Firefighters: occupational exposure recognized as carcinogenic for mesothelioma and bladder cancer

Firefighters: occupational exposure recognized as carcinogenic for mesothelioma and bladder cancer

Occupational exposure from firefighters is now classified as a carcinogen (group 1) by the International Agency for Research on Cancer (IARC). This is the conclusion of a monograph prepared in June by 25 scientists from 8 countries that will be published in 2023 and whose main results have been published in “The Lancet Oncology”.

The IARC concludes that there is a cause and effect relationship between occupational exposure as a firefighter and mesothelioma and bladder cancer, considering the evidence “sufficient”. In contrast, for cancers of the colon, prostate, testicles, melanoma and non-Hodgkin’s lymphoma, the UN agency considers the data to be limited.

Regarding the mechanism, the evidence is considered strong, since 5 of the 10 key characteristics are found: genotoxicity, epigenetic alterations, oxidative stress, chronic inflammation, receptor-mediated effects.

Numerous publications since 2007

Until then, the activity of firefighters was evaluated as possibly carcinogenic (group 2B) in the 2007 monograph. Since then, several studies have been published, in particular after the 2001 World Trade Center attack (in 2018 and in 2021) . The experts drew on a total of 52 cohort and case-control studies, 12 case reports, and 7 meta-analyses.

For mesothelioma, the risk was estimated to be 58% higher for firefighters compared to the general population, with asbestos being a likely causative agent. The estimate was slightly heterogeneous across studies. For bladder cancer, positive associations with incidence were seen in several firefighter cohorts compared to the general population. The estimated risk increase was small in magnitude (16%), but was statistically precise and with low heterogeneity », it is detailed. Also, while smoking is less common among firefighters with a lower risk of lung cancer, the association with bladder cancer is likely underestimated compared with the general population, he adds.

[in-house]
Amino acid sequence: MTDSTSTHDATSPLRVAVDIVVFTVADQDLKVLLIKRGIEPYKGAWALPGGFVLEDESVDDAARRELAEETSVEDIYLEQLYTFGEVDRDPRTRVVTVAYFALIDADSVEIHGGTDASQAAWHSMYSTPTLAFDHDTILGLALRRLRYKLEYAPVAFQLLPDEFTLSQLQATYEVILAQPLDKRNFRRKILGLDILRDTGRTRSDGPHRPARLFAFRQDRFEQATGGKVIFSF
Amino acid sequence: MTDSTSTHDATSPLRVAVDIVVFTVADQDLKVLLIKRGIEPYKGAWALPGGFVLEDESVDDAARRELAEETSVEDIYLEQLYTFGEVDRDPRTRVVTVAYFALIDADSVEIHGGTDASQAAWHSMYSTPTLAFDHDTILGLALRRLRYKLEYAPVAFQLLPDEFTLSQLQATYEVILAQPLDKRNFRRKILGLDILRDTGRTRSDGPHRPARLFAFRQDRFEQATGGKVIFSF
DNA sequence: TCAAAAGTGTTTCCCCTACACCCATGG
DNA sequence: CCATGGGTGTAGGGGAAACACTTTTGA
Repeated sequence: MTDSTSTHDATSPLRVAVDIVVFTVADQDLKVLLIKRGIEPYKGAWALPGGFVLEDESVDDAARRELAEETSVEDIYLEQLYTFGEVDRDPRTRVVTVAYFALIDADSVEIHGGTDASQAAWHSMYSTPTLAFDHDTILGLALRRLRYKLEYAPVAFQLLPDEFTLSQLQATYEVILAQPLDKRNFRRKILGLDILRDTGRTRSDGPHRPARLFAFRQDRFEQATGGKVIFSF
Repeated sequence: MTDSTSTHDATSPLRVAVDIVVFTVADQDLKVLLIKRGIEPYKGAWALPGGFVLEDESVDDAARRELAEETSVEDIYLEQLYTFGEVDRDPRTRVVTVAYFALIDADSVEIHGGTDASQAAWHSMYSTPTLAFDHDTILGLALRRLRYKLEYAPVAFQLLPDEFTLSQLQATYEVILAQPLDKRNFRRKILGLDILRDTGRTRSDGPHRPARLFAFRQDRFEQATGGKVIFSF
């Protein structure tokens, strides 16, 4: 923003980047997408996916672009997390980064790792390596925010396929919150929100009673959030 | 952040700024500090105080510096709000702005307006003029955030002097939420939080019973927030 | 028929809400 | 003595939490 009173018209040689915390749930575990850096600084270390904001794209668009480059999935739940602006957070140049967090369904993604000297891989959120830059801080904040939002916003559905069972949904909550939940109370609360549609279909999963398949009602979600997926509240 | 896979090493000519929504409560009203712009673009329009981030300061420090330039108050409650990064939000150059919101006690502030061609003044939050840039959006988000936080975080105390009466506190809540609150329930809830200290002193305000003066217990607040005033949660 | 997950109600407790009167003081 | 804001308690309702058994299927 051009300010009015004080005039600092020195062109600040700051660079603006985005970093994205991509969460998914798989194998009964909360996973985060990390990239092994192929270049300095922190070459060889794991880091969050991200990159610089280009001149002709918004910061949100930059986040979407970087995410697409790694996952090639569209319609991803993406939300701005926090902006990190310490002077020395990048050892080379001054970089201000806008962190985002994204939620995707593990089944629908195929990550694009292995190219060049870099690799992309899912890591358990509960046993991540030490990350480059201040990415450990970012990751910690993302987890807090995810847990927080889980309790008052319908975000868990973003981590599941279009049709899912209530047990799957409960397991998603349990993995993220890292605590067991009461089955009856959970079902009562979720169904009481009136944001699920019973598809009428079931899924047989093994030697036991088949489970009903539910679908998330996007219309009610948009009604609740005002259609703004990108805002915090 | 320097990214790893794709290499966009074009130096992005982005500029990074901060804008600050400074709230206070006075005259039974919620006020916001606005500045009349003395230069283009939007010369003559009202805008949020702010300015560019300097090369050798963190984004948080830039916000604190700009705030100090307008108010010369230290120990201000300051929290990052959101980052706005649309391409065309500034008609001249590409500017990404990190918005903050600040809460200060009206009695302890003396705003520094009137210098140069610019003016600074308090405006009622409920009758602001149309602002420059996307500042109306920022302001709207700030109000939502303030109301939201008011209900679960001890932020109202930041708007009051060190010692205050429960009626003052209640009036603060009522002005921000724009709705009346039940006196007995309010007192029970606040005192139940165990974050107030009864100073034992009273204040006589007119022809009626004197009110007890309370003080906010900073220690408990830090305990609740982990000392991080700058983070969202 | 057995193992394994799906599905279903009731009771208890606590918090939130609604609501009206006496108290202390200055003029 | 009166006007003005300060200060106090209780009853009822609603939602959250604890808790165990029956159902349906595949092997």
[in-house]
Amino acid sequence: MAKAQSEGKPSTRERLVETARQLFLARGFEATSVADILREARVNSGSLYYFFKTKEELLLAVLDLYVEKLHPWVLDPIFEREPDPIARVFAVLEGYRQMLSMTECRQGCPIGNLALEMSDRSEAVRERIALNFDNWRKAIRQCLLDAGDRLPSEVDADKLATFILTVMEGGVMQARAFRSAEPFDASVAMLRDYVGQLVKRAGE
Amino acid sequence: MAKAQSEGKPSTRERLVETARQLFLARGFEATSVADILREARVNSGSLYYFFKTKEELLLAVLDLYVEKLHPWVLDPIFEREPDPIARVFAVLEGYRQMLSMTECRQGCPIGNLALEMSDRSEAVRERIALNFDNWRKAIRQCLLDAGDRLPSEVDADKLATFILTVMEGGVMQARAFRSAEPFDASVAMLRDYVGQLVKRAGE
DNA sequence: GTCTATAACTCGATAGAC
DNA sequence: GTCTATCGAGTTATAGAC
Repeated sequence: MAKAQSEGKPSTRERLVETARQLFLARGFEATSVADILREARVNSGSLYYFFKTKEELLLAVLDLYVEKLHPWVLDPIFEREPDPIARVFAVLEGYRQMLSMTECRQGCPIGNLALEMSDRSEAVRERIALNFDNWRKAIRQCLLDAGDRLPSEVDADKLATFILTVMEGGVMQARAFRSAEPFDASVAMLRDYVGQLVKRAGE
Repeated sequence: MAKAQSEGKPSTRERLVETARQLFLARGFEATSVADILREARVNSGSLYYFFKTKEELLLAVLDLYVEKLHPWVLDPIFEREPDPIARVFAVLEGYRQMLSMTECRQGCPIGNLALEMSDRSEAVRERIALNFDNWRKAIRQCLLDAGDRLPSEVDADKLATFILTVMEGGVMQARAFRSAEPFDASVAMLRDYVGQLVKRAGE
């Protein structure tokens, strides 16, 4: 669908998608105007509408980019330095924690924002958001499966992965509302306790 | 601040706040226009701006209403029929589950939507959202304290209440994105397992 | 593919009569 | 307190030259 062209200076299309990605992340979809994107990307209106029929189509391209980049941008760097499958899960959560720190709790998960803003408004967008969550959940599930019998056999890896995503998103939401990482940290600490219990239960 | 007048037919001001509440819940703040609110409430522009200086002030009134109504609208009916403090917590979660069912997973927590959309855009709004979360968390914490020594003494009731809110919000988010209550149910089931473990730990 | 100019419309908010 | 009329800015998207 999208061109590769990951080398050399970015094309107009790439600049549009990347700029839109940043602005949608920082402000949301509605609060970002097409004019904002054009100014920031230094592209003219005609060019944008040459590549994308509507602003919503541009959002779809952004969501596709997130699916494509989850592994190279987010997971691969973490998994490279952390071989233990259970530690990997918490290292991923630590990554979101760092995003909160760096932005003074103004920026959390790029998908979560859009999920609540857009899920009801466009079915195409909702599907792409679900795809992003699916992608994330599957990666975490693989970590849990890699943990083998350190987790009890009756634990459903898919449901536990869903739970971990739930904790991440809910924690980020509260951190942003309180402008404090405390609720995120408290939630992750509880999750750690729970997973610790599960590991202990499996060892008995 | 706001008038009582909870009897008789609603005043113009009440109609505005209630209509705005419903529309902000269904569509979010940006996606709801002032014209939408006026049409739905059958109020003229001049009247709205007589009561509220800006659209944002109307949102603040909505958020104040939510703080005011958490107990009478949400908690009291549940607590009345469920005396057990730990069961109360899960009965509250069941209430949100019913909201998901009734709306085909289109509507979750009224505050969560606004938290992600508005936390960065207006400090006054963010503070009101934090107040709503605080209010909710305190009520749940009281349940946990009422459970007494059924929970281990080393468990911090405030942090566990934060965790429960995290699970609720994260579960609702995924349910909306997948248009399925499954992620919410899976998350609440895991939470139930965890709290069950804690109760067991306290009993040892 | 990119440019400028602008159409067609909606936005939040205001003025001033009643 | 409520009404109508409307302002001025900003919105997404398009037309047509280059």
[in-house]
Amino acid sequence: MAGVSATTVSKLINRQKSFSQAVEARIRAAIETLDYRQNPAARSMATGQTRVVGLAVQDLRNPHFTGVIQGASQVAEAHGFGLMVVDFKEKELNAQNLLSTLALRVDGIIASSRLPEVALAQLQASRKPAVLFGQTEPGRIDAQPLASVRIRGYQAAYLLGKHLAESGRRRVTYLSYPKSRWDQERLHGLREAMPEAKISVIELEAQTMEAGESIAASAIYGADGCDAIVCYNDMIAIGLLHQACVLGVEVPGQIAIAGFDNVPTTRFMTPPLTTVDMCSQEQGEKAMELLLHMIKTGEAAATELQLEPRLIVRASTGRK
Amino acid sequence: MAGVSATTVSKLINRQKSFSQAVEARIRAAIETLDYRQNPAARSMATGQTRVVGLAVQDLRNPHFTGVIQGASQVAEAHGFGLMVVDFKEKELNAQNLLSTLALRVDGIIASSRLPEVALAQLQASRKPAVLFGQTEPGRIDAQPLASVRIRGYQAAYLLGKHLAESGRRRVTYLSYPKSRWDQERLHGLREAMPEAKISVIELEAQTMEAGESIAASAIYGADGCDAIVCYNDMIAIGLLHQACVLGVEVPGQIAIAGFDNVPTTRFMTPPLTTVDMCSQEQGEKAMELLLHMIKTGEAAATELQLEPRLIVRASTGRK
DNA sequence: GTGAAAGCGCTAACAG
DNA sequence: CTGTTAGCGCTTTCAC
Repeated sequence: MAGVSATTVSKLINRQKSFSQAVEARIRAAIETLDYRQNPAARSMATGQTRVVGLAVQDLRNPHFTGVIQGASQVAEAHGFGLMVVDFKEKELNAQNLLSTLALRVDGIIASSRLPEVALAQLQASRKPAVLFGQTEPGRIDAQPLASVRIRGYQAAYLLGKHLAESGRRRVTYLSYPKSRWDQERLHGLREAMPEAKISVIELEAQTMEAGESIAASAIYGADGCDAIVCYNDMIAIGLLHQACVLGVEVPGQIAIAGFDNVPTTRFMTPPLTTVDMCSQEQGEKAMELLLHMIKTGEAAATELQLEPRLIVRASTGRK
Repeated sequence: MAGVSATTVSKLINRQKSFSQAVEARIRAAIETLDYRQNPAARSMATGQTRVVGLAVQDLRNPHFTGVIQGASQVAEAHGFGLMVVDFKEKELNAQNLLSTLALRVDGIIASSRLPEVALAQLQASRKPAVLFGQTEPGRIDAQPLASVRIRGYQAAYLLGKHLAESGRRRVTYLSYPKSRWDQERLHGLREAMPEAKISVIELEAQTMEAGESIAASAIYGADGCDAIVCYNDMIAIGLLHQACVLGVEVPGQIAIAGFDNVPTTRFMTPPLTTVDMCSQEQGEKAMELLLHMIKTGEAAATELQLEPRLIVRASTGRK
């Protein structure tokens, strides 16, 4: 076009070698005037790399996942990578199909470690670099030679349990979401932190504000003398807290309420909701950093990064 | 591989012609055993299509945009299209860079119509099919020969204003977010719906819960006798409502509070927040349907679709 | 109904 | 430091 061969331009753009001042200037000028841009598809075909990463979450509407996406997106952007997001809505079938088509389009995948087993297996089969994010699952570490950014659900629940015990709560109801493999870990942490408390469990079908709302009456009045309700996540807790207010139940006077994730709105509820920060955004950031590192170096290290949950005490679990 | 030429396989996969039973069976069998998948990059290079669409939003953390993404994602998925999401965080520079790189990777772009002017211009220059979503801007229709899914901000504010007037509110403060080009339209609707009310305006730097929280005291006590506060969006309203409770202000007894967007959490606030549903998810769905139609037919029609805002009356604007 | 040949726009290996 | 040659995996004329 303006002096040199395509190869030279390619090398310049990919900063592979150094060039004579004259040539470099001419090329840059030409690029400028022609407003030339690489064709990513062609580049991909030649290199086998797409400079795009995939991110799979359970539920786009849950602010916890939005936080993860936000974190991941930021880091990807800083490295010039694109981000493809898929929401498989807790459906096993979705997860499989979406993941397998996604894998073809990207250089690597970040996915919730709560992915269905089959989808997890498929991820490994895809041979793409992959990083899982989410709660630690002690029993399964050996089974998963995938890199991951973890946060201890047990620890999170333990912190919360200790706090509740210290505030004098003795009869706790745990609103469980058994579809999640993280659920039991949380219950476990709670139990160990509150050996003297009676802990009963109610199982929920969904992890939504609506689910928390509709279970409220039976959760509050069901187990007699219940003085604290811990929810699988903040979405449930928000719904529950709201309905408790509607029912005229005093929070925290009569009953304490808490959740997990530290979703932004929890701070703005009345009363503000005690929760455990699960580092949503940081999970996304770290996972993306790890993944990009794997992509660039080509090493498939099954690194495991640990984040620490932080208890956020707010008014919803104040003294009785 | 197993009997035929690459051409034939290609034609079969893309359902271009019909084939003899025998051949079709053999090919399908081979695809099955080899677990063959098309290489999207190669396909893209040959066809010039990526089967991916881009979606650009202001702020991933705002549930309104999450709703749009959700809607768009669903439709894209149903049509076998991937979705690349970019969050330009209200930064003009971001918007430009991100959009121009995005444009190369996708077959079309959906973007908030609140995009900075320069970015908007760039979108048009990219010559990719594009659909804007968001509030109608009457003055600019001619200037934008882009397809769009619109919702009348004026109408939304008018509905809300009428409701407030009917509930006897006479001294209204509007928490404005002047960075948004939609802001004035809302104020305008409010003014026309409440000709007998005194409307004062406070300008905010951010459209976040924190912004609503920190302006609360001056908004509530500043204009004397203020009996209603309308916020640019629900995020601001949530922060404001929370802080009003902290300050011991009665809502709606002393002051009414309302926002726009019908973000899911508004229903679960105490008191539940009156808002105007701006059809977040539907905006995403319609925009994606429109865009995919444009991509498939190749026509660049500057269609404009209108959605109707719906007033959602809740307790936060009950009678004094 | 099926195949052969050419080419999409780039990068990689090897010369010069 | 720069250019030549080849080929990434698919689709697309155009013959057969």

For the other cancers studied, if credible positive associations have been observed, the methodological biases of the studies do not allow us to conclude, the authors citing, among other things, the surveillance bias for cancers that are often indolent, such as prostate cancer. .

A mixture of multiple carcinogens.

Occupational exposure as a firefighter is complex and includes a variety of risks from fires and other events., You are reminded. The experts underline the heterogeneity that covers the activity of firefighters, whether in the exercise environment (industrial context, urban, natural environment, areas most affected by climate change), in the type of intervention (building fires, vehicles, woods or events such as traffic accidents, building collapse) or in the mode of activity (volunteers or employees, part-time or full-time).

Thus, firefighters are exposed to a complex mixture of combustion products (polycyclic aromatic hydrocarbons, volatile organic compounds, metals, particles), diesel gases, construction materials (asbestos) and other risks (thermal shock, shift work, UV and other punishments). ). Not to mention flame retardants used for textiles and persistent organic pollutants. Several of these agents are already classified as carcinogens in groups 1, 2A and 2B.

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